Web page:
This has lots of benefits: 1. everyone gets a copyright in their works without any formalities. 2. If it is economically viable after 10 years, they can pay a nominal amount and register it (no more orphan works). 3. It will last for most every author's lifetime and then some. 4. It puts works that an author no longer considers valuable into the public domain in relatively short order.

  • by geekoid (135745) <dadinportland AT yahoo DOT com> on Friday September 04, 2009 @10:55AM (#29312077) Homepage Journal

    Eventually they won't be able to get people to do it if everyone before them has been killed.

    Money is a tool, it doesn't control anything, people do.

  • by natehoy (1608657) on Friday September 04, 2009 @11:23AM (#29312503) Journal

    Right, that was the "artificial scarcity" I mentioned. Disney is the epitome of that.

    Hence the need for an "orphaned work" provision. If you lock the work up for a couple of years and don't demonstrate any effort to profit from it, then you lose your right to prevent others from profiting from it.

  • Re:Future Post (Score:3, Interesting)

    by Seakip18 (1106315) on Friday September 04, 2009 @12:40PM (#29313589) Journal

    Normally, I don't respond to AC. This time, you're insulting Alton Brown.

    Pray tell me how one is going to learn a technique that has never been seen? Reading and pictures are all fun and good. But if you really want to learn it, you watch someone else do it then you try it.

    No no...You don't know jack shit about Good Eats or the reason Alton Brown started it, do you?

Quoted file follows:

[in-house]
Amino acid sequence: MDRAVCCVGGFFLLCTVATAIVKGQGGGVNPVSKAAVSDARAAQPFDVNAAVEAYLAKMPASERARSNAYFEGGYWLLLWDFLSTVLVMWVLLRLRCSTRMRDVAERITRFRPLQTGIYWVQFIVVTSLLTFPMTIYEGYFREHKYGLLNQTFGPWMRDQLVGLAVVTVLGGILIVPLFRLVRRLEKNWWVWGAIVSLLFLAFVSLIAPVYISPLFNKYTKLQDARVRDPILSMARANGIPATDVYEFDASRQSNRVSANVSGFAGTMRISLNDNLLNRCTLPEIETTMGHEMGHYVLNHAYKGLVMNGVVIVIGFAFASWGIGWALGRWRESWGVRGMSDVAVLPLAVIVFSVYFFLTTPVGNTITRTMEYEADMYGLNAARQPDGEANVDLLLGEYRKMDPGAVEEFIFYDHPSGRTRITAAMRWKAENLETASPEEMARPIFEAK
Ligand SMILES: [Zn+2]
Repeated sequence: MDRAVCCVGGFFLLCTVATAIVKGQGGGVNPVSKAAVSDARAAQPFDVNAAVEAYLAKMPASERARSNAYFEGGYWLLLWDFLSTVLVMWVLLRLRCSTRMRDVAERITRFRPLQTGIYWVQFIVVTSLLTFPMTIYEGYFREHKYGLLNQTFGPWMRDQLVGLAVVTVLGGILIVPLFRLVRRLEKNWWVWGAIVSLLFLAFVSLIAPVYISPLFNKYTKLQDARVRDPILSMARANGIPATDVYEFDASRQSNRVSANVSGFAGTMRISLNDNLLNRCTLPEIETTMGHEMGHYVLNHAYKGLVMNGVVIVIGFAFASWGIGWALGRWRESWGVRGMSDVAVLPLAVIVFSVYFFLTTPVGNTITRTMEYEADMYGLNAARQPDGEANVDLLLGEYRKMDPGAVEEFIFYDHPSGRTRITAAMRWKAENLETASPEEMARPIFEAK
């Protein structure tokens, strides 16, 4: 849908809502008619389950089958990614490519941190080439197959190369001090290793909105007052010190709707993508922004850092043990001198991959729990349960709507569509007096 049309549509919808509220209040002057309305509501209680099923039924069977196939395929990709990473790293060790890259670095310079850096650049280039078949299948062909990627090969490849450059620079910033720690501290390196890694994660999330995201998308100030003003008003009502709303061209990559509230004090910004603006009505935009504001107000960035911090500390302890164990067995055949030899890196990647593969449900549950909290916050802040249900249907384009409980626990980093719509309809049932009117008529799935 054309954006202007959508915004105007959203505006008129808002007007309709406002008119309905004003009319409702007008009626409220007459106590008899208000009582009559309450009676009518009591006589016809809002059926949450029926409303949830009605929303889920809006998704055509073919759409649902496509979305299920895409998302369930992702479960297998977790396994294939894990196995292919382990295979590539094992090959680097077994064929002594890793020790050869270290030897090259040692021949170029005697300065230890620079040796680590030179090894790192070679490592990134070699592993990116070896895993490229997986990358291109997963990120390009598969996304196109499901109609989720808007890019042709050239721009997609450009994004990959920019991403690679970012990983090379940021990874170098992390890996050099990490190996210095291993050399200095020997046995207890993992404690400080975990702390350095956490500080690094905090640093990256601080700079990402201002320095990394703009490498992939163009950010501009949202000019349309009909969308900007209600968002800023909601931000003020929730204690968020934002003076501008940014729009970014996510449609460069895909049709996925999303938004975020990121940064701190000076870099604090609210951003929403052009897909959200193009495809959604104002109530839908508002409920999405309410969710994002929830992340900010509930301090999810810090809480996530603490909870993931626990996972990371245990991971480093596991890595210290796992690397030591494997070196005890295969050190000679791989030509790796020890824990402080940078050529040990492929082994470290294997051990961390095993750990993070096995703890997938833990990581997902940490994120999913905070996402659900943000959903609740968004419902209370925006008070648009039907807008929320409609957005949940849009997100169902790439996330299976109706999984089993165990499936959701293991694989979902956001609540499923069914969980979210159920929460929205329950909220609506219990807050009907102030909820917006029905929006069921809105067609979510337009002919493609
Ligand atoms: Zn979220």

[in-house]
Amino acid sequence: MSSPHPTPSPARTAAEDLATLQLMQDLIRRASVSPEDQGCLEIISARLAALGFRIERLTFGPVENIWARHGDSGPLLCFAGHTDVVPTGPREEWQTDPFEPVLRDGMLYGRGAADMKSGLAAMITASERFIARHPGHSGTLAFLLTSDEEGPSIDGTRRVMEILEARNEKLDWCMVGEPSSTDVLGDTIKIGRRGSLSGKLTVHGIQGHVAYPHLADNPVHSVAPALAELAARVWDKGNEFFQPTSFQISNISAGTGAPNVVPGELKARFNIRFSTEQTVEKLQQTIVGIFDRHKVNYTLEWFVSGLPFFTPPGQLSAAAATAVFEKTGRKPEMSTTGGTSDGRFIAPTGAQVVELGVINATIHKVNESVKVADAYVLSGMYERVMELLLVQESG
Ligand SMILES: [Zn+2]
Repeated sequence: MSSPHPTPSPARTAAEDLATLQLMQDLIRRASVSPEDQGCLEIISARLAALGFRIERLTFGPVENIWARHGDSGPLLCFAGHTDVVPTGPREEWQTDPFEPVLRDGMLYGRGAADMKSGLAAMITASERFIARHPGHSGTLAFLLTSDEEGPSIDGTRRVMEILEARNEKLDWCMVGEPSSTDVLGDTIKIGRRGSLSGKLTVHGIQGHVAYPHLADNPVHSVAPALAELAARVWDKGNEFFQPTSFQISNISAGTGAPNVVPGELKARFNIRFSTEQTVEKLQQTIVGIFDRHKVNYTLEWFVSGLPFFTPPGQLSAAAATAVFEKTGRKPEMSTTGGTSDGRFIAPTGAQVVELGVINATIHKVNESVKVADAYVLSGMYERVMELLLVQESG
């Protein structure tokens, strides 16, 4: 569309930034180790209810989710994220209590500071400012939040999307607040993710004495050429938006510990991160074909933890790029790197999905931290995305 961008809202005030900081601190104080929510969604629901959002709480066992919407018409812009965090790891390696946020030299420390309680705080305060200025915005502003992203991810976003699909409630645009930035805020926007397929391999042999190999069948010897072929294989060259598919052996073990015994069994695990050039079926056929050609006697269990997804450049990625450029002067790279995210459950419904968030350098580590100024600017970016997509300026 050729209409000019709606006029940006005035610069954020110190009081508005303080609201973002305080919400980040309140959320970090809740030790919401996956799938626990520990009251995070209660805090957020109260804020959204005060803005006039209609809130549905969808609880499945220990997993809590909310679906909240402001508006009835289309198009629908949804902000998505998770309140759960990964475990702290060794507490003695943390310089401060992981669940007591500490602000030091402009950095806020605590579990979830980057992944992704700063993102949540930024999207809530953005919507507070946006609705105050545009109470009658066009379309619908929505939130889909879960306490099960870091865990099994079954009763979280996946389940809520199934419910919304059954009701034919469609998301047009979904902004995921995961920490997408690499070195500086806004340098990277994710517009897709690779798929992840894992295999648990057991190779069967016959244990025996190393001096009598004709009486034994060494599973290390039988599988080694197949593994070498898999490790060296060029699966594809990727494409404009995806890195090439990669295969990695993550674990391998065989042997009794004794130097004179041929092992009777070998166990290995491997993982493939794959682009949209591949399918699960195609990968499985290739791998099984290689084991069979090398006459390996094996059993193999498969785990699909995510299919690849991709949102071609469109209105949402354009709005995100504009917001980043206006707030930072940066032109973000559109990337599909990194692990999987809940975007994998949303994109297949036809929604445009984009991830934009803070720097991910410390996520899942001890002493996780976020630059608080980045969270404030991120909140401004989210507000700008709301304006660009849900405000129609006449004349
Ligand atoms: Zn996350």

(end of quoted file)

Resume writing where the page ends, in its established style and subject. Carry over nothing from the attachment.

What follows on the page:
I can honestly say I never really enjoyed making food until I watched Good Eats. Now, I make meals that are delicious because I learned something from watching his show.

  • by Chris Tucker (302549) on Friday September 04, 2009 @02:13PM (#29315473) Homepage

    EVERYTHING is encrypted until the electrons hit the phosphor or the current hits the transistors in the LCD.

    Six months (hell, six weeks!) after China starts churning out the compliant TV sets/monitors, the grey market will have TVs/monitors with some manner of video/audio out ports, either blatantly obvious or as solder pads on the PC inside the display.

    The quality of the display will be excellent, as will the quality of the unencrypted A/V output.

    China does not care a fat rat's ass about what the MPAA wants. It is, and will always be about the money. Running a third shift once or twice a week and sourcing cabinets without the LG/Samsung/Sony/fill in the blank logo on them will be something very familiar to most Chinese electronic manufacturing firms.

    Show of hands, how many here already have a "grey market" DVD player that's both region free, plays NTSC/PAL DVDs, and will also play .avi, DivX, Xvid, mks, etc?

    Yeah, I thought so.

    And if nothing else, someone will figure out how to fool that encrypted signal into thinking it's displaying on a TV/monitor, while it's actually just sending that signal to an MPEG encoder and thence to a hard drive.

    One more reason to build a Linux box, I guess.

  • What a joke (Score:2, Interesting)

    by tengeta (1594989) on Friday September 04, 2009 @03:22PM (#29316587)
    "The vast majority of consumers would not have to purchase new devices to receive the new, high-value content contemplated by MPAA" Of course, we promise that the majority won't have to buy new equipment, absolutely EVERYbody will have to!